I posted about this back on the AO &, as I recall, the conclusion was that “health insurance pricing doesn’t make sense and you shouldn’t expect it to” and there was also some other explanation that cleared it up (a bit), but I can’t remember what it was.
I am back again to post the question to verify my understanding.
All of these numbers are made up and may not even be legal/permitted but, rather, they’re simply representative in order for me to explain my conundrum.
||out of pocket max
If I’m doing my calculations correctly, if I have x claims then my total cost (π + oop) under each plan would be…
claims = 1,000
A = 3600 + 1000 = 4600
B = 8200
C = 11800
claims = 26,665
oop = prem + min(oopmax,ded+(claims-ded)(1-coin)))
A = 3600 + min(15000,(10000 + (26665-10000)(1-.7)) = 18600
B = 19700
C = 20113
claims = 30,000
A = 18600
B = 19700
C = 20800
Am I doing this calculation correctly?
Under what scenario would someone want a low deductible plan if doing so guarantees that they’ll be paying more in total?
What do I not understand here?
Your formula looks correct, though I admit I didn’t check the actual math.
There are two questions here-
- Why are they priced this way in the first place.
- Why would someone want to buy it when it is more expensive in all cases.
- Is largely due to anti-selection combined with induced utilization. Anti-selection: Sicker people choose lower deductibles. Induced utilization: One example- if going to the ER is only going to cost you $20 you may be more inclined to do that then if the ER trip will cost you $1500. If your elective bunionectomy is only going to cost you $1000 instead of $10,000 you may be more willing to have that procedure done. Both factors combine to increase the frequency of claims - thus the higher premiums.
- The higher the deductible and OOP maximum, the more catastrophic the dollar amount can be to an individual. To offset this potentially catastrophic event, these individuals decide to pay a level monthly premium amount to reduce their exposure to high-dollar risk. Even those with known dollar amounts may wish to only pay $5,000 at the start of the year and spread the rest throughout the year rather than paying $15,000 up front.
Note that I’ve edited the OP to allow for a better format to present the base information.
One item to take into consideration is your personal cash-flow situation. If you have a considerable savings to account for “sudden large expense incurrence”, the higher-dedt policy would be useful.
Otherwise, you might need the lower-dedt policy.
And as Mayan points out: If you feel that you’re relatively healthy and will not need the coverage (apart from catastrophic type event), then the high-dedt (lower premium) policy would be the best option (least OOP cost if zero losses).
Well, that was awfully nice of you. :toth:
There are also considerations with regard to how the plan treats prescriptions. If your claims are mostly in Rx, and your plan counts “manufacturer coupons” as part of patient spend, rather than as a delay of deductible, then you can actually spend less than oop max, because of the treatment of “manufacturer coupons”. I don’t know if you can know this in advance of choosing a plan though.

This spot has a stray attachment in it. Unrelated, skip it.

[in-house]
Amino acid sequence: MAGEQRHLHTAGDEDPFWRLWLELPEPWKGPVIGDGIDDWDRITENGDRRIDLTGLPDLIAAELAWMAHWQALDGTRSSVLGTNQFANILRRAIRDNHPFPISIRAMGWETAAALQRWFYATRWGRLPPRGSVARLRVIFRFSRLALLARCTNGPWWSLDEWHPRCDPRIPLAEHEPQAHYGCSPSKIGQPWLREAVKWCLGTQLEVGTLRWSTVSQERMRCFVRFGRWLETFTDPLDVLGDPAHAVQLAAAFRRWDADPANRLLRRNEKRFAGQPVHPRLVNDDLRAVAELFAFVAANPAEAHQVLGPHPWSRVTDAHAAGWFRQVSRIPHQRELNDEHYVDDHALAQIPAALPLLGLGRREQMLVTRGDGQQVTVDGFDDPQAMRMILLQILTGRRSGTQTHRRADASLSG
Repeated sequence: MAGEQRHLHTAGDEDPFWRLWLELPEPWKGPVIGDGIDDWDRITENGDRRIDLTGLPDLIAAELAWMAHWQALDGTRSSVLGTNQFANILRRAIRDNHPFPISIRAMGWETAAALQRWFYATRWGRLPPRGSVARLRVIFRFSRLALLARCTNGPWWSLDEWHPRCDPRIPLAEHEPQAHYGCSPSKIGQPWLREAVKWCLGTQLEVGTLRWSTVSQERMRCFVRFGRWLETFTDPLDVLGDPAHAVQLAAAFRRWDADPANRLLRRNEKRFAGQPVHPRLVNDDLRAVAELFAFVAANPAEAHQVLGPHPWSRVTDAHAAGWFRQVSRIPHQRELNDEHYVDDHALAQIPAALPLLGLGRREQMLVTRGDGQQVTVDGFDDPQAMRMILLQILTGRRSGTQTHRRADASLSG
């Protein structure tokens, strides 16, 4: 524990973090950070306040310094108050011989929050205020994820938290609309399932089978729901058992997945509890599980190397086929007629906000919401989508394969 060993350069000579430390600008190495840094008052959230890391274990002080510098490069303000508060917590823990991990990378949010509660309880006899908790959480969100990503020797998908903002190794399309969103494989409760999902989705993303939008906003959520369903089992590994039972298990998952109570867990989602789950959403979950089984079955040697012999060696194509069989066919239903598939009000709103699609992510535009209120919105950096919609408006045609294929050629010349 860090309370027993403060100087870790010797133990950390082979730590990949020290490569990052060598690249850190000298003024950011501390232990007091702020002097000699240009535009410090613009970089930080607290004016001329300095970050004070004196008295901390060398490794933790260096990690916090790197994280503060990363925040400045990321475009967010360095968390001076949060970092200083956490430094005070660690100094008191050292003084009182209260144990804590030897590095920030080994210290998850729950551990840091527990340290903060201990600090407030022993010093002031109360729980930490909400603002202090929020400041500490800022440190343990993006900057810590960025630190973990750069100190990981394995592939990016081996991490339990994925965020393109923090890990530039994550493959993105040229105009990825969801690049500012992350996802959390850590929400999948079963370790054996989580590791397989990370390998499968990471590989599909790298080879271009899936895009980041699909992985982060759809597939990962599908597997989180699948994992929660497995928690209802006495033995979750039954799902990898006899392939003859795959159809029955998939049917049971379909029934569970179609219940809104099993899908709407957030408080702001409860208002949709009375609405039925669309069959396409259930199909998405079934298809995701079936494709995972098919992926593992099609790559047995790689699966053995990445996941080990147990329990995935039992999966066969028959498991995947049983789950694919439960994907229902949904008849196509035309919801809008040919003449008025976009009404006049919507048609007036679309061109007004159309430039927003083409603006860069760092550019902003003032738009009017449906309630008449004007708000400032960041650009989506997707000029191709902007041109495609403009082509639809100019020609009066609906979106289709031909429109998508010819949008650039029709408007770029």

Thanks, all. That was quite informative and helpful.
Also, forgot to note that some companies contribute to the HSA that often accompanies high-deductible plans. And that you can contribute tax-free to the account.
And that HSA accumulates over time. And that HSA can get a nice return if invested right. So an analysis of one year might not be how to look at this. I may have no claims for several years, then need a surgery.
Also, I think your annual premium assumptions do not reflect reality. Some other health actuary might be able to provide reasonable ones.
True, but I don’t see how that affects which HDHP I choose…unless you’re saying that the amount the company contributes varies by which deductible that I choose, then, yes, I can see how that would affect it.
I’m afraid I don’t see how whether or not I contribute & accumulate money in my HSA affects the premium/benefit cost comparison. Could you explain your thought further, and, if necessary, bring out the :handpuppets:
That is correct…
…they are for entertainment and illustrative purposes only. Your mileage may vary. Consult your actuary before buying this product.
Just saying it is hard to explain your conclusions when your assumptions are wrong.
I mean, why would Chewbacca want to live on Endor…
Personal contributions are likely to have an impact on your (income) tax liability. I doubt that the HSA would earn interest . . . but rolling over year-to-year can allow you to “save” up the cost of the dedt in the event that hits the :fan:.
My company contributes X to my HSA to be used with the HDHP I have. I cannot add my own money to this HSA, and it caps out at 5X (after which, my company stops contributing). For about 8 years, we didn’t have any OOP expenses (more or less) because of the HSA. It wasn’t until my wife ran into a string of serious medical issues that our HSA has now been depleted . . . I actually had to pay ~$2,000 OOP for a kidney stone I had while attending a family event away from my home.
However, things have now calmed down, and I’ll get to start building that HSA back up.
Are you sure it’s not an HRA? It sounds like a health reimbursement arrangement, rather than a health savings account. HRAs are solely employer funded, and are not portable. More info on HRAs and info on HRAs and HSAs together.
It might be an HRA. I can’t use it for anything other than OOP costs through the HDHP.